Defining the scope and venue of a scientific paper requires a balance between the authors' goals for the study and reasonable feedback gleaned through peer review.
Opinions on the extent of data necessary for publication of a research study vary widely across scientific disciplines and can be a point of contention between a paper's authors and its referees. These opposing viewpoints are influenced, on one hand, by the reality that an individual scientist's publication record is often used as a measure of researcher productivity, and on the other, by the fact that peer review is designed to ensure the rigor and completeness of papers in the scientific literature. Authors, referees and editors share the responsibility for balancing these views and defining the scientific scope of each paper as it moves from the research lab toward publication.
Defining the publishable unit in an interdisciplinary area such as chemical biology remains a significant challenge given the diverse research interests and publication habits of scientists at the chemistry-biology interface. Yet it is clear that 'complete' chemical biology publications share certain characteristics: (i) the study, independent of its length, explores an important research question in breadth and/or depth that is sufficient to provide a substantial scientific advance; (ii) the paper and its associated supplementary information contain all of the data, controls and characterization necessary to support the results and conclusions of the study and to enable independent evaluation and reproduction of the work; and (iii) the paper is held to reasonable community standards of advance, scientific rigor and mechanistic insight, which are guided by referee feedback and balanced by sound editorial judgment. Editors look for these features when evaluating manuscripts—before and after review—and authors should keep them in mind when preparing submissions and responding to referee and editorial feedback.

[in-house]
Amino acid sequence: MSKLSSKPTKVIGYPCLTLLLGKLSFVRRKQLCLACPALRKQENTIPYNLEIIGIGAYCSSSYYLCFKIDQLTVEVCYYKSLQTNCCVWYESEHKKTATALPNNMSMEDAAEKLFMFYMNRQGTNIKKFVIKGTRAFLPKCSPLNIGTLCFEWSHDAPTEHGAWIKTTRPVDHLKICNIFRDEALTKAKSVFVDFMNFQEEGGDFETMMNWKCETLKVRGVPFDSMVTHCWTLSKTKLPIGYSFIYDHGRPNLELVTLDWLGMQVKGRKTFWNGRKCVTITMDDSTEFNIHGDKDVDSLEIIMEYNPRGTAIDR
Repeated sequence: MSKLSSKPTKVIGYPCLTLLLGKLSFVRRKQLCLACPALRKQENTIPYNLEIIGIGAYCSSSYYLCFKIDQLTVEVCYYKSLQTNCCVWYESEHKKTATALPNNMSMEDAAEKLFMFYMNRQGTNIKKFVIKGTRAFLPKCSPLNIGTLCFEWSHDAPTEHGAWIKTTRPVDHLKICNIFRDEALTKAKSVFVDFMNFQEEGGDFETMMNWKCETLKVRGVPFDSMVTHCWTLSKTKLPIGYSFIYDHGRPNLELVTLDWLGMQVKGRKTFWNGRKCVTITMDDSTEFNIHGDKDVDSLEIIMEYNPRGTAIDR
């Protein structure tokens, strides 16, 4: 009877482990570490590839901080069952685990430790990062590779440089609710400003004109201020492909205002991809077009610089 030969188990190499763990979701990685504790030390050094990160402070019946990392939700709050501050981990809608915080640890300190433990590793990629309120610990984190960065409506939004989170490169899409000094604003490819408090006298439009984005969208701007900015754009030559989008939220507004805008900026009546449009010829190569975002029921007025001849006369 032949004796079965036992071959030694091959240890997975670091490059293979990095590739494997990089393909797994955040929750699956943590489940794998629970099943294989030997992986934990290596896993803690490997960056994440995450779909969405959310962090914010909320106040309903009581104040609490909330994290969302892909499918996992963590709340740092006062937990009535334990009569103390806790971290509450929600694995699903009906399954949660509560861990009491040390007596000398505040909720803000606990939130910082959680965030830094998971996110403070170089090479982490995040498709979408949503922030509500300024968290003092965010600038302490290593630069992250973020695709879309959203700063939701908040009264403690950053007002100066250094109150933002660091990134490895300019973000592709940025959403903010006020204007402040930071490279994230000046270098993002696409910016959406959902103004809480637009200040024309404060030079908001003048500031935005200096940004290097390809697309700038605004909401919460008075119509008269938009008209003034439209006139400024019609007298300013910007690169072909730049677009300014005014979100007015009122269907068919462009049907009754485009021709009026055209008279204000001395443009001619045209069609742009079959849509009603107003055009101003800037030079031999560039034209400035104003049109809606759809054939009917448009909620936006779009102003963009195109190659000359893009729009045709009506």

Because publication in a peer-reviewed scientific journal completes a cycle of scientific investigation, authors can benefit from planning their research activities and writing strategies with this end in mind. Discussions among members of the research team and consultations with objective colleagues help define the research priorities of a project by outlining the experiments necessary to provide convincing data in support of a future manuscript. In preparing manuscripts, authors collectively need to decide what their goals are for a particular paper and arrive at a plan to ensure that their manuscript is best positioned for the outcome they seek. For example, do the authors want to publish in a particular journal, or do they have a broader plan for a series of related papers? They also need to consider alternative courses to follow should their initial plans not work out.
Authors need to consider carefully which journal is most appropriate for their study. A common publishing strategy involves a 'trickle-down' approach in which manuscripts move progressively down journal hierarchies if they do not succeed at higher-tier journals; this method is inherently inefficient and taxes an already overburdened peer-review system. Authors who objectively evaluate their work and match each manuscript with the most appropriate journal can help to reduce the time from manuscript submission to publication, which is a shared priority of researchers and editors. To determine whether a journal is a suitable venue for a paper, authors should consult the journal web page for information about the journal's scope, priorities and policies; read recent papers in the journal to get a more concrete sense of these factors; and seek out journal editors, who can provide authors with informal guidance on the appropriateness of a manuscript for the journal.